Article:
Writer: Steven Grant
Artist: Jean Dzialowski, Sunder Raj (colors)
Publisher: Boom! Studios
Plot: Danae Young packs a lot of lethal force into a deceptively comely package. Holding her own with the bad boys, even she’s not prepared for the life changes rung when the levee breaks.
Comments: What might this have to do with the last Whisper series, a ruthlessly entertaining jaunt through Hollywood’s seamy underbelly, by way of a lot of feckless users, crime lords, addicts and fragile friendships? I’m not sure. Danae and her sister Dyan are new characters, seemingly unconnected to the film noir travails of Alexis Devin. Unless I’ve forgotten someone, which is highly possible after 37 issues over 15 years ago.
But some things are still connected, such as the opportunistic violence that drives the plots of Steven Grant stories. His heroines have to be tough and cold to survive with all the bad guys who surround them, though this batch (involved in drugs and illegal arms trade and political destabilization) seems particularly brutal. There’s no veneer to a normal life left for anyone in this story.
Setting the story during Hurricane Katrina and in New Orleans adds a contemporary relevance, and lets the reader imagine one more side of the human horrors experienced there and then. The art team features sketchy but effective work from Dzialowski, greatly augmented by the murky color schemes of Raj. The feeling of oppressive weather drowns each page, a world of dirty water to be faced by this motley crew.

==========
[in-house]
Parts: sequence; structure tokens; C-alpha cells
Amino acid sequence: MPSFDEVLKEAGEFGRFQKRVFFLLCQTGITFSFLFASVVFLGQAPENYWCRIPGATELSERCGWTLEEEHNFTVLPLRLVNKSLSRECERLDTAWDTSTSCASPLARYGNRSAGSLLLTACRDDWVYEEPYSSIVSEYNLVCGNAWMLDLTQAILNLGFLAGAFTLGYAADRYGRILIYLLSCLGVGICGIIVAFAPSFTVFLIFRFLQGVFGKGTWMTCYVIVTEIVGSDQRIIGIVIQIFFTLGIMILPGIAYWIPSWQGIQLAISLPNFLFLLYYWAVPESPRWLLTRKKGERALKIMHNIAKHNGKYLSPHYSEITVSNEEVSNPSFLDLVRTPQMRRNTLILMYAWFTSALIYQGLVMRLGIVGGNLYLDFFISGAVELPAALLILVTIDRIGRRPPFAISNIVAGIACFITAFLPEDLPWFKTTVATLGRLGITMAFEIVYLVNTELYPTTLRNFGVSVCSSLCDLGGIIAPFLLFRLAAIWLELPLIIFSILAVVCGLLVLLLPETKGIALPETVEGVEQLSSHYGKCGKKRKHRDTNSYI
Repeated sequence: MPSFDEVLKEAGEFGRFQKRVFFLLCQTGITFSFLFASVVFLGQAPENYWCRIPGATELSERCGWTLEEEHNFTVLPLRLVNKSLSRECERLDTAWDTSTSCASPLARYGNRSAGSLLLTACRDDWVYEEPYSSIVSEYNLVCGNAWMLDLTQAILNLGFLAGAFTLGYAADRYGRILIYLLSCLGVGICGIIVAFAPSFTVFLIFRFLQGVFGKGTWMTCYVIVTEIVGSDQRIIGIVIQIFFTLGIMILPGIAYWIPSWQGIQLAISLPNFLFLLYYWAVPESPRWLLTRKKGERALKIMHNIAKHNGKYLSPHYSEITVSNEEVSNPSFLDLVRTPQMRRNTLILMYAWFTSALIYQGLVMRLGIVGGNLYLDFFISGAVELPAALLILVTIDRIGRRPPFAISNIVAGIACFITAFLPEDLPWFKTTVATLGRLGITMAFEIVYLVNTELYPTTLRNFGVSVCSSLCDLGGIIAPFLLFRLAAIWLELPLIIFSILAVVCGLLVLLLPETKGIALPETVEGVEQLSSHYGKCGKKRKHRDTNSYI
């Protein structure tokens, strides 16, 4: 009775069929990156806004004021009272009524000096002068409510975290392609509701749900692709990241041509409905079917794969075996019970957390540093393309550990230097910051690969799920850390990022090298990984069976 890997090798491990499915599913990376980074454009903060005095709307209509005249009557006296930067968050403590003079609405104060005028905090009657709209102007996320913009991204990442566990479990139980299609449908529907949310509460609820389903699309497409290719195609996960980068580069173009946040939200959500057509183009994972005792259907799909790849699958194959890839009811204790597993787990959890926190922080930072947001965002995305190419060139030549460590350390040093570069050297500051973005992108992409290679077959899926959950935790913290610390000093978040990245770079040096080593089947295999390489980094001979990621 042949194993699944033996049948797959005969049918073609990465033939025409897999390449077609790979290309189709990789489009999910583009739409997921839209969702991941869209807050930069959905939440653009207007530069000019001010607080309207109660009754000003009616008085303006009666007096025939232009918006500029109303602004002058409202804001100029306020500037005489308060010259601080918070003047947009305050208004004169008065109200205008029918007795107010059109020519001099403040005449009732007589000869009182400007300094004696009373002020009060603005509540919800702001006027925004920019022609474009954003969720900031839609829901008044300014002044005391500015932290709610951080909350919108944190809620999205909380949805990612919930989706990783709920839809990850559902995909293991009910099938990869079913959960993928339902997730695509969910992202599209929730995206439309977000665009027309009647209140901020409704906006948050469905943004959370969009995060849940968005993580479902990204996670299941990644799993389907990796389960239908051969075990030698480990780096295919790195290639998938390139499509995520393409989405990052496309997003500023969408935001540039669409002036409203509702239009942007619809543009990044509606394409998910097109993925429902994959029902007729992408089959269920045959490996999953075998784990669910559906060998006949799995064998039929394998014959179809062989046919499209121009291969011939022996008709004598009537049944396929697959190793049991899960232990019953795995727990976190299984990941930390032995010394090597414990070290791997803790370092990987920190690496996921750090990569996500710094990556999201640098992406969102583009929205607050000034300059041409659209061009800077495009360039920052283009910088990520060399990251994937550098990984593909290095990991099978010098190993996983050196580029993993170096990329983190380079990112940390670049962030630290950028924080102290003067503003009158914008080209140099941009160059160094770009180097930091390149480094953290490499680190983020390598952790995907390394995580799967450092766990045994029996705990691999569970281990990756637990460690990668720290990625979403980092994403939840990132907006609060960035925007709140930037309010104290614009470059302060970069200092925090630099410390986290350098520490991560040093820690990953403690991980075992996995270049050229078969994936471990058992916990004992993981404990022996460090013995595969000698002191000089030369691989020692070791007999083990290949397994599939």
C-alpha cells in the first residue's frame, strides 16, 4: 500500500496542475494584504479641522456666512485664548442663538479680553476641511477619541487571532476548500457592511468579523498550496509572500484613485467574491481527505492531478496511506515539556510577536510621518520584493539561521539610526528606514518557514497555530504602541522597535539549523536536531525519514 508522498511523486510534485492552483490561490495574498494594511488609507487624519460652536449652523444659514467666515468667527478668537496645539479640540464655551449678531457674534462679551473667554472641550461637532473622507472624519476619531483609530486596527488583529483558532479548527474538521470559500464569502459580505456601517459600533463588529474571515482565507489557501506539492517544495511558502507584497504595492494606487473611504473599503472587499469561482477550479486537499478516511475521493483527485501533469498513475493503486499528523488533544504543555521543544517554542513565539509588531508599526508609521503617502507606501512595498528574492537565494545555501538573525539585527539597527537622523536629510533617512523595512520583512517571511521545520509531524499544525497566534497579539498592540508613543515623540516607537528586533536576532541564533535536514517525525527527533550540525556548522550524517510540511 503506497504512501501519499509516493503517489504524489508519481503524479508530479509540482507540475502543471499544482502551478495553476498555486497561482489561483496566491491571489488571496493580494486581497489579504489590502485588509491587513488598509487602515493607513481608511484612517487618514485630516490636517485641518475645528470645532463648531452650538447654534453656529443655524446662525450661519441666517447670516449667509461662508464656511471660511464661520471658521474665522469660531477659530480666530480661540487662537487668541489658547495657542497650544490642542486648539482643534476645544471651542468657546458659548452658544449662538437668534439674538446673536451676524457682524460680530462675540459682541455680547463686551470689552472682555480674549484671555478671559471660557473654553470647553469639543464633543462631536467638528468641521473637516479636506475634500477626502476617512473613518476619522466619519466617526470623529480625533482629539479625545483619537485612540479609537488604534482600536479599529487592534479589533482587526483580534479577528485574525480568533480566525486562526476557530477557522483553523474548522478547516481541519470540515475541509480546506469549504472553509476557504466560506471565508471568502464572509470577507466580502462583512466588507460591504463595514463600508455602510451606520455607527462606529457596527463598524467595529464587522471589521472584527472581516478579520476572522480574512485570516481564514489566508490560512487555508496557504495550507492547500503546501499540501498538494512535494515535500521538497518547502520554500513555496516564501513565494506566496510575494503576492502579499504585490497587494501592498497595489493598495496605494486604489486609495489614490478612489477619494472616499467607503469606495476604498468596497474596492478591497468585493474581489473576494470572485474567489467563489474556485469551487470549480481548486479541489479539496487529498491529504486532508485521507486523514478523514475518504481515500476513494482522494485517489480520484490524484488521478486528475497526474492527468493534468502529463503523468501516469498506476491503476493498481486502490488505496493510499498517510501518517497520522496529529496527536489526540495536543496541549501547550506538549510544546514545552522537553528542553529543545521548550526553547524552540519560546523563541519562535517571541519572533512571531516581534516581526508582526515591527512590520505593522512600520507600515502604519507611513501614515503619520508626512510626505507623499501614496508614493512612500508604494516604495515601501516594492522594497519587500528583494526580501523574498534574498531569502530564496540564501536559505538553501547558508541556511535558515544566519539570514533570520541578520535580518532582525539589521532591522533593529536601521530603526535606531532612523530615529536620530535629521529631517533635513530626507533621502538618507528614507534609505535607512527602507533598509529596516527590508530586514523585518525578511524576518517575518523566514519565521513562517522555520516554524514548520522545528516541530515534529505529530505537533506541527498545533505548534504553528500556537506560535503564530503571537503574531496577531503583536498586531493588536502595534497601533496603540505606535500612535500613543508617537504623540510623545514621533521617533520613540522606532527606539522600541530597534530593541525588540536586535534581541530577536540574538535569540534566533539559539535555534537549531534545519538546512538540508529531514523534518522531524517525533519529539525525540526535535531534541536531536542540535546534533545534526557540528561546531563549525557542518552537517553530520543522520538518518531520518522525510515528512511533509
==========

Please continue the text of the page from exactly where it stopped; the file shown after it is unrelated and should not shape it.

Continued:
Grant ends the issue with a classic twist, but also clears the deck of many characters, making one wonder where he’ll go next. Like in the original Whisper, the action sequences are grounded in character motivations, including a healthy dose of introspection for the loner protagonist.
What did you think of this book?
Have your say at the Line of Fire Forum!